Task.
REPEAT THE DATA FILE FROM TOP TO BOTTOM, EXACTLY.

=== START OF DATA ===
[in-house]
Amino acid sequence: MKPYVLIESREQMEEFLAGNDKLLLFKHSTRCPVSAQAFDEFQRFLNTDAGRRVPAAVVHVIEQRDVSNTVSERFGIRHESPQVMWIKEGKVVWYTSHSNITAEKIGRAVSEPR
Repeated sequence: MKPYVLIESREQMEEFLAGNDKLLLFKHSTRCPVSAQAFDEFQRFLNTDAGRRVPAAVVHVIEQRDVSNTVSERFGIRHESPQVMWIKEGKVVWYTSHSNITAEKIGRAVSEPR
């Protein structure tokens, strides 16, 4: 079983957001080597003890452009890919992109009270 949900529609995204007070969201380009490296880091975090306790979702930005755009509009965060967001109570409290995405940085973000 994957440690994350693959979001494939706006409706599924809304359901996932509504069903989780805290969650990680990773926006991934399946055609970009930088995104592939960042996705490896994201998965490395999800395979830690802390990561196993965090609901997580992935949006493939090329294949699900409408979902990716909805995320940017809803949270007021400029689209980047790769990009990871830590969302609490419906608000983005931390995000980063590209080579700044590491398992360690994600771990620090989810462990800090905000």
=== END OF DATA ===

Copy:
[in-house]
Amino acid sequence: MKPYVLIESREQMEEFLAGNDKLLLFKHSTRCPVSAQAFDEFQRFLNTDAGRRVPAAVVHVIEQRDVSNTVSERFGIRHESPQVMWIKEGKVVWYTSHSNITAEKIGRAVSEPR
Repeated sequence: MKPYVLIESREQMEEFLAGNDKLLLFKHSTRCPVSAQAFDEFQRFLNTDAGRRVPAAVVHVIEQRDVSNTVSERFGIRHESPQVMWIKEGKVVWYTSHSNITAEKIGRAVSEPR
């Protein structure tokens, strides 16, 4: 079983957001080597003890452009890919992109009270 949900529609995204007070969201380009490296880091975090306790979702930005755009509009965060967001109570409290995405940085973000 994957440690994350693959979001494939706006409706599924809304359901996932509504069903989780805290969650990680990773926006991934399946055609970009930088995104592939960042996705490896994201998965490395999800395979830690802390990561196993965090609901997580992935949006493939090329294949699900409408979902990716909805995320940017809803949270007021400029689209980047790769990009990871830590969302609490419906608000983005931390995000980063590209080579700044590491398992360690994600771990620090989810462990800090905000």